There are many ways to create an estate plan that gives you the peace of mind you’re seeking.
In addition to a will or trust, which is designed to ensure that the right people receive your assets upon your death, there are other estate planning documents you can use to your advantage.
A durable financial power of attorney is something to consider, as this allows another person to manage your finances in the event of an incapacitation.
While a durable financial power of attorney goes into effect once you sign on the dotted line, your agent doesn’t have the power to do anything unless you are incapacitated and unable to make your own decisions.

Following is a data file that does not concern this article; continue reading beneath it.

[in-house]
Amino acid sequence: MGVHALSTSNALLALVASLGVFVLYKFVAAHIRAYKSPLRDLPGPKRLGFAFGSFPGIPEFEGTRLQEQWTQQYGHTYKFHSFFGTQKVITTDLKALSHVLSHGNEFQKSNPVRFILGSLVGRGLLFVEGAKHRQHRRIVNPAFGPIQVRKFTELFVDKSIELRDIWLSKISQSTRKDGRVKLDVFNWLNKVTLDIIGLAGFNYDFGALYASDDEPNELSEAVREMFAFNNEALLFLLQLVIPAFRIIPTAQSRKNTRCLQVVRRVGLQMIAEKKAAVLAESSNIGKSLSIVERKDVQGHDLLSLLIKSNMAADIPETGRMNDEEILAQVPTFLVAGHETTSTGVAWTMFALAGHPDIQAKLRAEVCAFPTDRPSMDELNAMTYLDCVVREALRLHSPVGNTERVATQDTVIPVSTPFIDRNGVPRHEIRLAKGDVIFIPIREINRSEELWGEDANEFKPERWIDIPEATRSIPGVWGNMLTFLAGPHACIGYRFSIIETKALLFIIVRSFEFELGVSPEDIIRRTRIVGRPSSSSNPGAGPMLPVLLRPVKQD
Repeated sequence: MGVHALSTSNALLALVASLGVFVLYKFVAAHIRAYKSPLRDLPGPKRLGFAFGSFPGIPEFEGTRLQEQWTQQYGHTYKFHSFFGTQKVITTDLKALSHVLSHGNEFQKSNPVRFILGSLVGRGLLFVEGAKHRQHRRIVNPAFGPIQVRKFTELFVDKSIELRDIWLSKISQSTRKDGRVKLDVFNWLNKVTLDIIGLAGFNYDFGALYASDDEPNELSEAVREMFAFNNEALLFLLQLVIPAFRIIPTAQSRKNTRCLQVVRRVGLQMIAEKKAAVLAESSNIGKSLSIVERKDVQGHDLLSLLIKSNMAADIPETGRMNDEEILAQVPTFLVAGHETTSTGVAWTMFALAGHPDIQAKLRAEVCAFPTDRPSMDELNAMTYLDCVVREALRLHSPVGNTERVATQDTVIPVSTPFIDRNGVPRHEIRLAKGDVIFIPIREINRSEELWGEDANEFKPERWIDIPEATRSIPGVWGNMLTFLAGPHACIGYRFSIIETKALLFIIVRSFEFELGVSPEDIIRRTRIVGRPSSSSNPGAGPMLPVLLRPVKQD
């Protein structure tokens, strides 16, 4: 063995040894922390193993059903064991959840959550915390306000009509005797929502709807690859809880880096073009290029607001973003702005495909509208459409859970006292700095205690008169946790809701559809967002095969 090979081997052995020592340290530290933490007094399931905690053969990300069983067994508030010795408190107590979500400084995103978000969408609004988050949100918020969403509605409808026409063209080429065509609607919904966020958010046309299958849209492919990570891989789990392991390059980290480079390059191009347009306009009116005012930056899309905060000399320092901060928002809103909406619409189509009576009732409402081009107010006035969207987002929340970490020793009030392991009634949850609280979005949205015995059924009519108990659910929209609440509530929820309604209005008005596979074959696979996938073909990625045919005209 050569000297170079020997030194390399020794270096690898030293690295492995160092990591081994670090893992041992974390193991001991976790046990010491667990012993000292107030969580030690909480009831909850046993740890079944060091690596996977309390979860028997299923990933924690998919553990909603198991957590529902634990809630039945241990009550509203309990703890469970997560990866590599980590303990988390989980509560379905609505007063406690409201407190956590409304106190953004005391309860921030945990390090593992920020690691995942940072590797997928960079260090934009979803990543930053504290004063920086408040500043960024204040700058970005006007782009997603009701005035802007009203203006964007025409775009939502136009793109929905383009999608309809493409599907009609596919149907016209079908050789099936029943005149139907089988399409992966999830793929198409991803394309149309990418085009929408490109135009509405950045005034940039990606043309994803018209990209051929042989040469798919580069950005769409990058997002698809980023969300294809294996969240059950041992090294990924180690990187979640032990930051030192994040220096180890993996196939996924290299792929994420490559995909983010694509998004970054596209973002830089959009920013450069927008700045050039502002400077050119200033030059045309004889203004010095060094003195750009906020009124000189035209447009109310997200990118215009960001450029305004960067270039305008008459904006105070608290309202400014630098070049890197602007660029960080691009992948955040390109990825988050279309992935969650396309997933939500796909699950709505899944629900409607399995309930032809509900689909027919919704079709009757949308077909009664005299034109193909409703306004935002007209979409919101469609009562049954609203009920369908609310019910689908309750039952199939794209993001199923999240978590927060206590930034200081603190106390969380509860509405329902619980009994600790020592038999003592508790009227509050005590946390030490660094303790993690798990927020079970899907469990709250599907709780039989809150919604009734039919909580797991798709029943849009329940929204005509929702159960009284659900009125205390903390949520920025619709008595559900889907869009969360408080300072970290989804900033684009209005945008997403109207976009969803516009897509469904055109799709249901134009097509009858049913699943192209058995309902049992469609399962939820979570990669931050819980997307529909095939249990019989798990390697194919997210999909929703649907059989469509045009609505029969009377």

- Paying your bills and taxes
- Collecting any income that is due to you
- Paying medical expenses
- Managing your real estate
- Managing any business interest
- Accessing your financial accounts
- Collecting retirement benefits
- Selling and/or transferring assets
- Buying insurance on your behalf
Although your agent will have a lot of power, remember this: he or she is always required to act in your best interests.
Since this person has so much responsibility, you need to be careful about who you select. You need to settle on an agent with financial experience and knowledge who you can trust and rely on if your health takes a turn for the worse.
You are not required by law to create a durable financial power of attorney, but this is a nice addition to any estate plan. It can give you and your family peace of mind in the event of your incapacity.